Appalachian Coal Fights for Survival on Shale Boom: Commodities
Coal mining in Appalachia has survived deadly explosions, the Great Depression and the country’s largest armed insurrection since the Civil War. The latest threat is booming shale-gas production.
U.S. power utilities are favoring natural gas, which is trading at its cheapest in a decade as hydraulic fracturing opens up previously inaccessible reserves. Consumption of coal to generate electricity will fall 5 percent in 2012 to less than 900 million tons, a 16-year low, according to the U.S. Energy Information Administration.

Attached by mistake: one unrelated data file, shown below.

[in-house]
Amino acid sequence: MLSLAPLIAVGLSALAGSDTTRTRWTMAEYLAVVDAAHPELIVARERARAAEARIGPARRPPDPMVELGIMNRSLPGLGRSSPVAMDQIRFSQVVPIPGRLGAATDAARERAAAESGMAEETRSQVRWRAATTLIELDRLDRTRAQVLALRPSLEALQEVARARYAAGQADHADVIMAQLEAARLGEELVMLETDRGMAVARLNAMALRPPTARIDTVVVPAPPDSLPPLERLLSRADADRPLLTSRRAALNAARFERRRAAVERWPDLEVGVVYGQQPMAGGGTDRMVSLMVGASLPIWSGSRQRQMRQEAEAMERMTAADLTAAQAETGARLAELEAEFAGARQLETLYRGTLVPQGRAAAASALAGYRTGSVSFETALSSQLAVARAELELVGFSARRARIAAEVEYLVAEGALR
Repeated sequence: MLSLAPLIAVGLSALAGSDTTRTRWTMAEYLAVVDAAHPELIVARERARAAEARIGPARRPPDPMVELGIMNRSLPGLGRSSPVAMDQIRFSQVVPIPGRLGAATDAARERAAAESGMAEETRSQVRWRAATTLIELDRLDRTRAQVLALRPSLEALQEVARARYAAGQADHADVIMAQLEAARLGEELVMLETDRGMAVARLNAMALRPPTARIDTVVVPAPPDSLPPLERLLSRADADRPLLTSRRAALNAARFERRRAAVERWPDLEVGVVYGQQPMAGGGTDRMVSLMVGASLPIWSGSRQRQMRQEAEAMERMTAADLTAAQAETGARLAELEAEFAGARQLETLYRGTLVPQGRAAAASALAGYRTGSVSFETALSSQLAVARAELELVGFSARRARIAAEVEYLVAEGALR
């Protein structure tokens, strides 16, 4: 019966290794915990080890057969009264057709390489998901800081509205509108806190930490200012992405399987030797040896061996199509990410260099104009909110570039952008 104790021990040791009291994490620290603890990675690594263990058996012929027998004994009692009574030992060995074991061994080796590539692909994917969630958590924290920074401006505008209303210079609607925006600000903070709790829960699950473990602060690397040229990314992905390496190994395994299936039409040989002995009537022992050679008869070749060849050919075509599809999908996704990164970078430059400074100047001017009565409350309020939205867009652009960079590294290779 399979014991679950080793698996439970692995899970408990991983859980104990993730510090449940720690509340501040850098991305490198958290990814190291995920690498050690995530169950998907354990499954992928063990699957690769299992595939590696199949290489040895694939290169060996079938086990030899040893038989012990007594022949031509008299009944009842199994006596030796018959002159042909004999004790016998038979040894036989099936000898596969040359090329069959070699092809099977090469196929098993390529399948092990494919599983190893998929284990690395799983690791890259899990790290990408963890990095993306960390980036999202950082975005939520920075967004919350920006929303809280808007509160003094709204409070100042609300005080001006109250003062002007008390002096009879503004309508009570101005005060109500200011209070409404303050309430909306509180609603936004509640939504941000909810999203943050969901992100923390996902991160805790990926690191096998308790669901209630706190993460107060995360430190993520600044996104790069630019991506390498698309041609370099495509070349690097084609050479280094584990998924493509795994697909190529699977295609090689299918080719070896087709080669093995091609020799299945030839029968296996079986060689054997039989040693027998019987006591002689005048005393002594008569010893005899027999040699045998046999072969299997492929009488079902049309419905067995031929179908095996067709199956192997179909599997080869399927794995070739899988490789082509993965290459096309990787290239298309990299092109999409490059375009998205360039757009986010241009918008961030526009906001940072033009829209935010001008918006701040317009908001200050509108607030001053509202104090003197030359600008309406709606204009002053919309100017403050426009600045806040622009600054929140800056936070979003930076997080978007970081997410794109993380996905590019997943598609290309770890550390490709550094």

Mining companies in Appalachia, an area covering 12 eastern states and home to 85 percent of U.S. coal mines, have cut at least 21 million tons of production this year, according to Doyle Trading Consultants in New York.
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